Making a bottle of really good wine for less than a movie ticket is a solved problem. Yet with wine country a mere jaunt from our home in San Francisco, I’m also no stranger to the temptating narrative of a wine tasting. With each pour, I listen intently as the eager staff share their winemaker’s philosphy, how the vineyard’s unique climate shape the grapes and thus the flavor profile of their wine, and what characteristics I’m expected to experience both through the nose and after a few seconds on the tongue. I obediently follow the ritual and often throw around words like “buttery” or “oak barrel” after my first sip. I even occassionally cave to the vineyard’s voodoo and purchase a pricy bottle to add to our already overflowing wine fridge.
I know deep down this is mostly a sham. For the non-sommelier, studies show we are often worse than guessing when trying to determine even the color of a wine let alone its quality or price. So for most of us, a screwtop bottle of Two Buck Chuck might as well be a finely aged Bordeaux made of grapes from the most exclusive vineyards in France. But I accept I’m a human and suspectible to all kinds of wacky biases, like “this expensive bottle of wine must be good”, and try not to ruin the fun for myself or others.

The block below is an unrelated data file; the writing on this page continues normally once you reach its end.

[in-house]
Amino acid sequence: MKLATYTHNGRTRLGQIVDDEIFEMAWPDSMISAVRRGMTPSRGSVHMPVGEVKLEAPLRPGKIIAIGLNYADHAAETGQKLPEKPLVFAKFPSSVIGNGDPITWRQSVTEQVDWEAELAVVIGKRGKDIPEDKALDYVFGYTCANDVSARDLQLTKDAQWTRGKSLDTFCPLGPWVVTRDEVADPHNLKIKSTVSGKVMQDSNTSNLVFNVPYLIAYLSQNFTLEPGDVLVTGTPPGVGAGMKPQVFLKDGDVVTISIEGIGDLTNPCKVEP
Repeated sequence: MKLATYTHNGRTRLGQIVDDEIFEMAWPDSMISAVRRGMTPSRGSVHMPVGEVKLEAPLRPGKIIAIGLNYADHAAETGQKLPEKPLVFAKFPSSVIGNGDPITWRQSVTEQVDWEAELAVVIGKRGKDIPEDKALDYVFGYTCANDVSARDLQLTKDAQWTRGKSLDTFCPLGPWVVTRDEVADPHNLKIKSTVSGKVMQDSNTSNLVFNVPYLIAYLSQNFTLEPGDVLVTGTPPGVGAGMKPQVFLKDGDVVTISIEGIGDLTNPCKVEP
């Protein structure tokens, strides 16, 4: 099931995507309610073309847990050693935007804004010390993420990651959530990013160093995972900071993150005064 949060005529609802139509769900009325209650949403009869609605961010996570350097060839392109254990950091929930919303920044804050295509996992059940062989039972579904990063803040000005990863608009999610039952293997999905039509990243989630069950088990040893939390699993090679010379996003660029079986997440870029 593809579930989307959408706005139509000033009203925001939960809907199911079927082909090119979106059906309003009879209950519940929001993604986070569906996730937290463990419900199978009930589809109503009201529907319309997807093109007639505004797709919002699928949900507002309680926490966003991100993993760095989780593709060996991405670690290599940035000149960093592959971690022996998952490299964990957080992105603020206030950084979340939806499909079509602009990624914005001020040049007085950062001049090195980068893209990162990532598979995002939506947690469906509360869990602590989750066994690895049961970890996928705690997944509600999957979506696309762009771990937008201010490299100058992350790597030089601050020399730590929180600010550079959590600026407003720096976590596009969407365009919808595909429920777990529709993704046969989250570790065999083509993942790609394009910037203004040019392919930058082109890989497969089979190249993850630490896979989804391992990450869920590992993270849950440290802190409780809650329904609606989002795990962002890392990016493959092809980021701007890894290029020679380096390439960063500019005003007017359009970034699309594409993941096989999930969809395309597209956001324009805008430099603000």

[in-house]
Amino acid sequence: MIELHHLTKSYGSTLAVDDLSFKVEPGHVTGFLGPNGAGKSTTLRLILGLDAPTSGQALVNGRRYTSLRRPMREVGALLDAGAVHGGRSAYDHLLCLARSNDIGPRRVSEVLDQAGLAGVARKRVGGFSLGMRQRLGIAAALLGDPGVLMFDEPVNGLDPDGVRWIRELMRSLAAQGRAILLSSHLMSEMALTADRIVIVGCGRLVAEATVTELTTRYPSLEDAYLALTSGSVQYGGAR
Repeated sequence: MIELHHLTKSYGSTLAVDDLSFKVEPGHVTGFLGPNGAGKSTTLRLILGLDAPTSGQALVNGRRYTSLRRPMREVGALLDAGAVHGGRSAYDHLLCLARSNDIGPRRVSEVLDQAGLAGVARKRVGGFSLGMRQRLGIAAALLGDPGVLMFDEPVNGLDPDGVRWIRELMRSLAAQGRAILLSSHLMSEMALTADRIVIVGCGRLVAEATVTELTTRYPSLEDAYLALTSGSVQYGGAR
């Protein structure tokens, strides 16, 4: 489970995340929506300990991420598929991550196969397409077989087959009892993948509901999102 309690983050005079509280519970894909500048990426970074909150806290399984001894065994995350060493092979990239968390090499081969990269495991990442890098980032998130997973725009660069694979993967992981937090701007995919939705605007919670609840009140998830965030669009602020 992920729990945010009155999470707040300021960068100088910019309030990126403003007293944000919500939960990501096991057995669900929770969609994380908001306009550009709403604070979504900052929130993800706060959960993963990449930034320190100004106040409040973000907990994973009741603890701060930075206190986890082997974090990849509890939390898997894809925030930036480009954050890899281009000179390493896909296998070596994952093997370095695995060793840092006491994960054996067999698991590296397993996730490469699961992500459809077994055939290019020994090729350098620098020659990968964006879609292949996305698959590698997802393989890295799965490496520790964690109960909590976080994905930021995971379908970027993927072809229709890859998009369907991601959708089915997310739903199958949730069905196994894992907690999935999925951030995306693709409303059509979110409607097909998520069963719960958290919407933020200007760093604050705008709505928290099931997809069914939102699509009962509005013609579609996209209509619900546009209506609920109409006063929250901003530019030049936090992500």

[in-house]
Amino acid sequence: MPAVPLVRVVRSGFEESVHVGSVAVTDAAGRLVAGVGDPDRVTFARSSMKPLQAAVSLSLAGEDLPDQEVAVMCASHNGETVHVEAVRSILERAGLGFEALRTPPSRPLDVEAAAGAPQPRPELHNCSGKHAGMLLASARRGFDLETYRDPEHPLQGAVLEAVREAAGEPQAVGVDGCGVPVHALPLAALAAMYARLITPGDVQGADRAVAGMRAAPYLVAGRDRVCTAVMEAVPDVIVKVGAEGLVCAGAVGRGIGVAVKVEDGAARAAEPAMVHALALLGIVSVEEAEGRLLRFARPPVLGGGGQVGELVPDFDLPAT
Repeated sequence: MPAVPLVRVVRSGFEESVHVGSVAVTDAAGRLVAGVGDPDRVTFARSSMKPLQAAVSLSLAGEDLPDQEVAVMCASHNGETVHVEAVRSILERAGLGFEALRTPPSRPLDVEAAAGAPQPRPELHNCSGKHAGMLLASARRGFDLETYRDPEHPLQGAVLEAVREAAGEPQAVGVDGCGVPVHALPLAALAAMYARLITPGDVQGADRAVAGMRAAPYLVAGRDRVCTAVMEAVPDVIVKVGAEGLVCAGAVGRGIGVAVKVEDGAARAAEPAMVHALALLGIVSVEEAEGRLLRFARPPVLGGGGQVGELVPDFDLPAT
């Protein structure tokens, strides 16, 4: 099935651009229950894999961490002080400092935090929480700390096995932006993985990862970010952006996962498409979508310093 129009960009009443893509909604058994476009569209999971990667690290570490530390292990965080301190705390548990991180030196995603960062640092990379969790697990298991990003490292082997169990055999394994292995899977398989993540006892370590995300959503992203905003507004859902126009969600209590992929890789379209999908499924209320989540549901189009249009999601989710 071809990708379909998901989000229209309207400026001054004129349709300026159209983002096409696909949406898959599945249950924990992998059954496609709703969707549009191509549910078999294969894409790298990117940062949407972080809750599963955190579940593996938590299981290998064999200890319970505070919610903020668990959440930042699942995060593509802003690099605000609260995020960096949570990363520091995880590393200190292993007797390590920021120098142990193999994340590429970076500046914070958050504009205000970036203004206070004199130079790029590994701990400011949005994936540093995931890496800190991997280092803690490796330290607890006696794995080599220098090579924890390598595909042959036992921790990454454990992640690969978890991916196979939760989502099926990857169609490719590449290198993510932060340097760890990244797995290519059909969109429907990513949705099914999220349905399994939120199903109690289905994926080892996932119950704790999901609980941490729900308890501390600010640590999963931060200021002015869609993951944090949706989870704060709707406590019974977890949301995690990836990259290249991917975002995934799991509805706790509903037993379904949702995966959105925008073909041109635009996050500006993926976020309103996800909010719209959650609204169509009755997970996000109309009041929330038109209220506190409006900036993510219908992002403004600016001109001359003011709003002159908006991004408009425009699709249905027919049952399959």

However, I occassionally run into a particularly persistant wine snob. The kind which is certain they only enjoy wines from a very particular region in Italy and can definitely tell the difference. And after such a colleague at dinner poked fun at me for the rest of the night after I ordered the cheapest wine on the menu, I devised a test to really show the true fool. I call it “The Wine Challenge”.
The challenge is pretty straight forward. Can one distinguish between expensive and cheap wine? I buy 7 bottles of wine. All the same color. All the same varietal if you like. Some of the bottles will be less than $10. The rest of bottles will be above $100. To keep things unbiased, all of the bottles above $100 are well regarded and highly rated in the wine community. All the snob needs to do is identify which wines are below $10 and which are above $100 in a blind taste test. Get all seven correct and you truly are a connoisseur. You better know your wine though, as guessing only gives you a 1 in 128 chance.
Making the wine purchases is a lot of fun. Not only for the taste testing involed in finding good wines under $10, but also the game theory for how many wines of each price point to purchase. Should I make all the wines less than $10? Or maybe go a bit nuts and make all of them above $100? I historically have gravitated towards 2 pricey bottles and 5 cheap bottles as the correct ratio.
To date, I’ve run the wine challenge 3 times including at our wedding weekend. After just over 120 participants, only 2 have managed to pin each bottle at its correct price point: my mother-in-law who rarely drinks and an Aunt who gleefully declared “I had no idea what I was doing”. So we’re running slightly better than chance. As for my wine snob colleague? They only got 4 out of 7 and join the rest of us in having no idea what we’re talking about when it comes to wine.